Pre-patellar hematoma/bursitis with an internal degloving injury from a shear mechanism.
Aspiration of the hematoma with an 18 gauge needle, compression bandage, short term immobilization, and an icing regimen.
After four weeks of the prescribed treatment, the patient reported diminished swelling, full range of motion, and a desire to return to sports (basketball). Upon return to strenuous activities, the patient reported a re-aggravation of his symptoms with worsening swelling and pain over the anterior aspect of the knee. Attempts at aspiration at an urgent care facility were unsuccessful. The patient returned for orthopaedic evaluation and aspiration revealed 15cc of bloody fluid from the pre-patellar compartment of the knee. Once again, compression and immobilization were instituted. The patient returned two days later with worsening swelling and significant pain around the knee joint. The patient was scheduled for pre-patellar bursectomy with drain placement. At the time of surgery, evacuation of the hematoma was performed and a drain placed. A complete blood count performed at the time of surgery demonstrated a WBC count of 329,000 and a hemoglobin of 7.5. This test was repeated with similar results and the specimen was reviewed by the hematology team. Several blast cells and immature white blood cells were present in the specimen. The patient was urgently worked up by the pediatric team and transferred for treatment at a nearby children’s hospital after confirmation of the diagnosis of Chronic Myelogenous Leukemia. The patient required two more surgical procedures to reduce the amount of fluid accumulating around the joint while in the pediatric facility. At five weeks post-operative, the patient was responding to oral therapy (tyrosine kinase inhibitor Imatinib) and the swelling was significantly diminished. His second drain, which was placed nearly four weeks prior, was pulled in the office after 24 hour output was less than 10cc. The patient’s wounds ultimately healed without event. At the 10 week follow up the patient had great quad tone, no effusion, and full range of motion with no pain. He also had a slight and still not complete remission of his leukemic condition. At this point he was cleared from an orthopaedic standpoint and able to return to all sport related activities at the discretion of his oncologist.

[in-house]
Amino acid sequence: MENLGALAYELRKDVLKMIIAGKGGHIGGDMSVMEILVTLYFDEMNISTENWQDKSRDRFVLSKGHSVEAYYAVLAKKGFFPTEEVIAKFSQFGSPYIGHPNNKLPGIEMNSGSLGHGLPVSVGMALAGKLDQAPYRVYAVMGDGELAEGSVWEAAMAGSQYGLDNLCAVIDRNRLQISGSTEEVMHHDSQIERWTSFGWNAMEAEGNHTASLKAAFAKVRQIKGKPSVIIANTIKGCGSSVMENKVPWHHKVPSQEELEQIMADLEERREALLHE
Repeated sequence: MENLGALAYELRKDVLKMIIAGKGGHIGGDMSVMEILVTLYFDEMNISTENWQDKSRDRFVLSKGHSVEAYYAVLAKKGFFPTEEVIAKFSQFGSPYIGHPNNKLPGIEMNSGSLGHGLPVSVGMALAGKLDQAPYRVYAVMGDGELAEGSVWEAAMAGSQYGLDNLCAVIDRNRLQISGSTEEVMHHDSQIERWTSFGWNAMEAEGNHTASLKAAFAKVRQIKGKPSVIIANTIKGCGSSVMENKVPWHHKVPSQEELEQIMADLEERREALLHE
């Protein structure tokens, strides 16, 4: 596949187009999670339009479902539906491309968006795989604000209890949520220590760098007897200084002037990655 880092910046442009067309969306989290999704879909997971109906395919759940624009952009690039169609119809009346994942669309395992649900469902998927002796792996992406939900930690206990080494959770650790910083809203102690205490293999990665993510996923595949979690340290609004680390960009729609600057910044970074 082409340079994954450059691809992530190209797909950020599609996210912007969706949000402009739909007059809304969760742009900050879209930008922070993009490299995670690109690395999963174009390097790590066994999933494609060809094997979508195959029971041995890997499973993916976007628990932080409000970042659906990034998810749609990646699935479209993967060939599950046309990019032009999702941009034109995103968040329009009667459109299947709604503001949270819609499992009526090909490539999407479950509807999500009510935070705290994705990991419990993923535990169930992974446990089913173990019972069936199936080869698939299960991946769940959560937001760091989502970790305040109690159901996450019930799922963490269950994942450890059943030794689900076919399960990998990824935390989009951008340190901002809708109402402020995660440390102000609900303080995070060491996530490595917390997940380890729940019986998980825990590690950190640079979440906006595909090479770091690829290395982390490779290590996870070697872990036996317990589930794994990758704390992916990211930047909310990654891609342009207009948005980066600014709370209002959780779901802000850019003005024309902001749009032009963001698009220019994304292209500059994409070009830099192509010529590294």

Morel-Lavallée Lesion (MLL) is delamination of the skin and subcutaneous fat from the underlying quadriceps fascia, with rupture of the perforating vessels. Possible findings include large recurrent fluid collections occurring in the potential space created and insidious accumulation of fluid and progressive difficulty with knee flexion.
Suprapatellar area of palpable fluctuance with extension into the thigh.
Evaluation of a contact athlete who suffers a shearing knee injury must include MLL in the DDx; though it must be differentiated from Prepatellar bursitis and Quadriceps contusion.
Delayed diagnosis is not uncommon.
MR Imaging characteristic findings: demonstrates subcutaneous fluid extending to the mid-coronal plane and mid-thigh, beyond the area of the prepatellar bursae.
Treatment goals for MLL about the knee :
Resolution of the fluid collection
Prevention of recurrence